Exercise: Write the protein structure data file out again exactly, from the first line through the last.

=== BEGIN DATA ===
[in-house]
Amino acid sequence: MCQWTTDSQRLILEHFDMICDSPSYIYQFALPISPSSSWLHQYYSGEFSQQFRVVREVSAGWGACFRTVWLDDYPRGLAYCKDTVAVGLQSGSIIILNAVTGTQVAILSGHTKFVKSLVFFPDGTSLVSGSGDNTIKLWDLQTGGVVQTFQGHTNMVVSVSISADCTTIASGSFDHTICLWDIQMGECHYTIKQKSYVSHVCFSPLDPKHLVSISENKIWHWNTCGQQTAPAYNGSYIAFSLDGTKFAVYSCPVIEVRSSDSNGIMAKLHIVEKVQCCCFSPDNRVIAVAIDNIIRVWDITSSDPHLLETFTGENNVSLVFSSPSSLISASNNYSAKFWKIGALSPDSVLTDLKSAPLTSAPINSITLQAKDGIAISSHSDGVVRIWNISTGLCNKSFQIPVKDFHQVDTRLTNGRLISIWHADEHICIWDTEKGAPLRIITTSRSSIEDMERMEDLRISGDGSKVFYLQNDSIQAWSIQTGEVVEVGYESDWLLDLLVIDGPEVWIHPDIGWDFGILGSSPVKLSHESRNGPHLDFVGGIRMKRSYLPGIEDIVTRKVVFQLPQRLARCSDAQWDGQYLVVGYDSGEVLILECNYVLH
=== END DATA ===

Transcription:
[in-house]
Amino acid sequence: MCQWTTDSQRLILEHFDMICDSPSYIYQFALPISPSSSWLHQYYSGEFSQQFRVVREVSAGWGACFRTVWLDDYPRGLAYCKDTVAVGLQSGSIIILNAVTGTQVAILSGHTKFVKSLVFFPDGTSLVSGSGDNTIKLWDLQTGGVVQTFQGHTNMVVSVSISADCTTIASGSFDHTICLWDIQMGECHYTIKQKSYVSHVCFSPLDPKHLVSISENKIWHWNTCGQQTAPAYNGSYIAFSLDGTKFAVYSCPVIEVRSSDSNGIMAKLHIVEKVQCCCFSPDNRVIAVAIDNIIRVWDITSSDPHLLETFTGENNVSLVFSSPSSLISASNNYSAKFWKIGALSPDSVLTDLKSAPLTSAPINSITLQAKDGIAISSHSDGVVRIWNISTGLCNKSFQIPVKDFHQVDTRLTNGRLISIWHADEHICIWDTEKGAPLRIITTSRSSIEDMERMEDLRISGDGSKVFYLQNDSIQAWSIQTGEVVEVGYESDWLLDLLVIDGPEVWIHPDIGWDFGILGSSPVKLSHESRNGPHLDFVGGIRMKRSYLPGIEDIVTRKVVFQLPQRLARCSDAQWDGQYLVVGYDSGEVLILECNYVLH